Converting a tourist visa into a work visa is actually quite difficult logistically and not particularly encouraged as it's an abnormal procedure, especially since you'll need a plethora of authenticated or apostilled documents from your home country - some but not all are listed below:
. Criminal background check
. University Diploma (authenticated or apostilled).
. Invitation (from a company or institution) to work in China
. Health checks PLUS the newly mandated but subjectively approved COVID travel test and the COVID immunizations.
I noted "subjectively" as this is an issue of national training for new visa and immigration office processes and procedures, so you should expect speed bumps.
One of the most complicated is the Invitation Letter as it must be presented to a Chinese Embassy or Consulate for internal authentication (there's a bar code on the letter) in order to issue a temporary work visa - which you then convert to a residence visa, shortly after arrival at your designated work location (you usually have 30 days to apply for/complete the visa conversion). It's complicated if not impossible - as there are no Chinese Embassies or Consulates in China.
On top of this are the COVID travel and immunization certifications - which are subjectively nebulous regarding visa office approvals.
Then there's the issue of the potentially mandatory quarantine upon entry into the country regardless of tourist or work visa.
I usually recommend newbie teachers in China work for a university the first year, as universities have debatably stronger processes than most private schools and or institutions - but significantly lower pay, benefits and perquisites (eg bonuses, vacations, holidays, and repat trips). Once you've completed your first year - you'll probably want to move to another company or institution, where you can theoretically double your pay (your mileage may vary).
For US citizens - it's called the Certificate of Marriageability and it's basically a sworn and notarized statement. Notarized statements need to be done in person at your nearest US Consulate or Embassy.
An alternative which may or may not work is doing a local document (statement of marriageability) and having it notarized locally, as you'll need to have the Consular or Embassy Certificate of Marriageability translated and notarized anyway...
And hopefully - a belated congratulations on your nuptials...
It used to be possible to convert various visas to residence visas by paying either a penalty or service fee - but this kind of request is sometimes beyond the scope of the front desk staff - they may not be trained or knowledgeable - occasionally leading them to either refuse the request outright or start making up bizarre rules and requests.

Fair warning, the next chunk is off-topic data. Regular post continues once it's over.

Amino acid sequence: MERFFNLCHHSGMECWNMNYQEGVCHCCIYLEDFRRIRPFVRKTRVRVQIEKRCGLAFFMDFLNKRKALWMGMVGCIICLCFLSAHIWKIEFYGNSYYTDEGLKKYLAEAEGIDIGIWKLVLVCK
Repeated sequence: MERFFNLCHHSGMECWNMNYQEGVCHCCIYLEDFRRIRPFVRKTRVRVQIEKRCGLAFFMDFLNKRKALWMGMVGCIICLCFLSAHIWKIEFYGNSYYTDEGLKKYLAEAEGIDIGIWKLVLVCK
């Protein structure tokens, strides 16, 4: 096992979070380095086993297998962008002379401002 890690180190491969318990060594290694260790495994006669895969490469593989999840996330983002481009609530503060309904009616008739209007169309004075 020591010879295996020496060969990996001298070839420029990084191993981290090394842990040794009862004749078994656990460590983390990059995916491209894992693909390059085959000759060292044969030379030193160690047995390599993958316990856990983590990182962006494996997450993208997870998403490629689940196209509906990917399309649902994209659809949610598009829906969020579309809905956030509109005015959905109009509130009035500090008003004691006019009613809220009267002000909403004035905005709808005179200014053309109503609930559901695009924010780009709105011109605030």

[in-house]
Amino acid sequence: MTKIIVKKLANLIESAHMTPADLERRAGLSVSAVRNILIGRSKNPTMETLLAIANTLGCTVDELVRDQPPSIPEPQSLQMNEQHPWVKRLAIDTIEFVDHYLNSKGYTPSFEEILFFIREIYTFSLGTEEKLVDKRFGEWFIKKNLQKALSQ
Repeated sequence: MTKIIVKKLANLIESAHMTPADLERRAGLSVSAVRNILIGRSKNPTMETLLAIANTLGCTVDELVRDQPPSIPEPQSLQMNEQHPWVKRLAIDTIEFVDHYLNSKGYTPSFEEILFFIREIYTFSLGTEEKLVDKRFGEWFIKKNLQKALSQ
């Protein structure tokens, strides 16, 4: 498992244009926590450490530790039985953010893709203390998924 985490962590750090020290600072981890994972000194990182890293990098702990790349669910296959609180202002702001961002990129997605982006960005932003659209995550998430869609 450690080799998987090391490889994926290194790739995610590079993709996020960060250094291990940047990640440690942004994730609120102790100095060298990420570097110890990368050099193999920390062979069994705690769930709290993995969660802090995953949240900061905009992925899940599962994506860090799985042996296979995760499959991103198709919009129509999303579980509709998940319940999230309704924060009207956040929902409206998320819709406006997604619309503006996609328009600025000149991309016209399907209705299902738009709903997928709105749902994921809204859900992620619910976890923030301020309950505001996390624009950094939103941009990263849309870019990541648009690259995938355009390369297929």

As others have mentioned - it's best to go to the visa office directly with your spouse/fiancee and escalate the request immediately to a supervisor if the front desk staff can't make a decision or they start asking for bizarre and seemingly illogical things (they're making things up). Based on personal painful experience - you need to get it escalated BEFORE staff start making things up - or you may be stuck trying to fulfill an insane or impossible request, so that the front office staff can save face.
You may need to write a letter explaining why you prefer to pay the penalty or service fee - usually medical reasons (COVID related travel risks) and or financial (it's just expensive to bounce in and out of china just for a visa.
The service fee or penalty used to be ¥2k depending on which schedule they apply - but still cheaper and significantly less hassle than roads, rails, and airports in and out of China - especially at this time.
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Standard, clean, well-furnished and appointed mall with the usual fare:
Bread stores, Drink stores, a mid-end Radisson business hotel
The usual mall stores, movie theaters, and a host of after school training schools (robotics, language, dance, art etc).
Evenings are the usual mini-carnival activities for small children - carnival rides, the ubiquitous electric cars, an illuminated water fountain, a host of kiddie games etc etc etc.
Across the street - a scaled down Aegean Mall (also named Aegean Mall).
I occasionally visit the Kai Wah Plaza International Hotel to attend Kunming Rotary Club events. Although I've never stayed in the hotel or viewed its rooms (now on my bucket list) - the food has always been excellent both in presentation, aroma, taste, flavor, etc from appetizers to desserts - with a well-stocked and diverse wine selection - typical of international 5-star hotels. Kudos.
Met a friend after dinner for drinks and chat up on the rooftop patio/bar. Music was a little loud for us - but was surprised at this jewel of a bar. What a nice comfortable place.
I was told the hostel only charges cny40 a night for a shared room bunk bed - can't beat that.
Truly a gem for travelers on a budget and the rooftop bar has a beautiful and memorable sunset view (see the pictures).
Stopped by last night for dinner on the small patio and to pick up a couple of their apple pies. Always attentive and courteous staff and good solid food. Don't forget to check out their freezers for frozen foods like chicken and beef pot pies, pizzas, quiches, cakes etc.
This cafe is actually in the Yunda Green Lake campus and connected to the French Language school operated by Alliance Francais or the French Alliance.
It's mentioned elsewhere that pastries are provided by A Table down the street on Beimen Jie.
Aside from the no-smoking ban (since it's on-campus in Yunda) - it's a nice, quiet, smoke free and pleasant environment to rest, read, and relax for bit - if you happen to be on-campus and can't find a place to sit.